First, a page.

One remarkable difference with De Smet is that the Ingalls practically lived in the lap of luxury here! The surveyors shanty was originally located on Silver Lake, on the east edge of town, and even it had a huge kitchen with a sizable pantry, a bedroom, a living area, and a huge loft where the girls slept. It beat the pants off the dugout in Walnut Grove and would have been a lot easier place to spend the winters than the log cabin in Pepin. Charles Ingalls got a coup with this railroad job! The family was delivered from the grasshopper-ravaged farm at Walnut Grove and wound up in an even better position in a town that seemed much prettier.
Now while Charles Ingalls worked for the railroad, he opened a store at the center of town and also undertook another homestead claim. There he built a shanty for the family that started out as another “little house”, but was doubled and then nearly doubled again in size—to add a room big enough to entertain and to hold an organ. You see back in Walnut Grove, Laura’s older sister, Mary, at the age of 14 had contracted a fever that caused encephalitis, nearly killing her. This eventually resulted in her losing her eyesight and going away to attend a school for the blind where she would learn to play the organ. While she was away, Charles and Laura saved money to buy an organ for the house as a surprise for Mary’s homecoming. She became the organist at the Congregational Church the Ingalls attended in De Smet.
The Ingalls spent most of six years at the family homestead. Under the Homestead Act of 1862, Charles had to plant at least ten acres of crops for five years, live there for at least 9 months of each year, and build a house to live in, after which he would receive ownership of the 160-acre quarter-section of land he had developed at no charge from the federal government. Another way a homesteader could receive his land was to plant enough trees on the land successfully in that amount of time. Charles showed in his proving papers that he had succeeded at farming 30 acres and that he had also planted 6,000 trees, exceeding all the requirements to receive his homestead.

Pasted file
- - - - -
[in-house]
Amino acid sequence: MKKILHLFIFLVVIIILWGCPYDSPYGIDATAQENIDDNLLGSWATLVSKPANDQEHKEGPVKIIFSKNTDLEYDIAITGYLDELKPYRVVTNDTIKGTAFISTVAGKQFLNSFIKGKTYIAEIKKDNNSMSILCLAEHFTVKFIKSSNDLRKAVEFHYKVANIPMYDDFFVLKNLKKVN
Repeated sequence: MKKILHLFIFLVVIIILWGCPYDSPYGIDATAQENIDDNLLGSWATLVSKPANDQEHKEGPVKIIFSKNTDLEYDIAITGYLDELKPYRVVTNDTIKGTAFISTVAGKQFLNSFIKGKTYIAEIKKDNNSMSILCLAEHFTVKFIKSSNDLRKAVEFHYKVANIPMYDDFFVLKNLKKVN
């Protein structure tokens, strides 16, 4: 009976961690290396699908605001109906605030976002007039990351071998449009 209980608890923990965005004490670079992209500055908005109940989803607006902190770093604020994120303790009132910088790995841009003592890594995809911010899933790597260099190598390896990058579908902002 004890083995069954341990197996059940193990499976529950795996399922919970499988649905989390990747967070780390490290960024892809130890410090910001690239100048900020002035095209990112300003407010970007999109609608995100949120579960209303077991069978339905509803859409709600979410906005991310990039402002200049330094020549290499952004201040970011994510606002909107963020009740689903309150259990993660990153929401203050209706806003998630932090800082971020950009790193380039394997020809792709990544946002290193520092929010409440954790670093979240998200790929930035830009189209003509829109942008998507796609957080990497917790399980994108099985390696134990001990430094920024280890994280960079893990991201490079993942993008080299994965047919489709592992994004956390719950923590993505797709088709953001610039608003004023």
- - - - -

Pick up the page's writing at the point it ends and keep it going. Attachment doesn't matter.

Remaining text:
As Charles and Caroline’s age advanced and his daughters except Mary got married and moved away, the family built a house in De Smet that would top even the modest shanty on their homestead. It started out small yet again, but Charles kept adding to it and improving it until Caroline had even said that they no longer lived in a little house—now they had a comfortable one. This is the only Ingalls house that still stands just as it was, kept up in its original interior decor. It was positively beautiful and looked like a palace compared to all the places they’d lived in before. All that hard work in unforgiving environments had really paid off for the Ingalls family! The house itself was often how Charles, Caroline, and Mary made their living as they got older, offering room and board to all sorts of people who needed a place to stay. The surviving daughters managed the house for several years after Charles and Caroline’s passing, eventually selling the house after it was in the family for 57 years.
After visiting the Ingalls homes and schoolhouses in De Smet, we stopped at the cemetery outside of town where the Ingalls family was buried, and then returned to the Ingalls Homestead to tour there.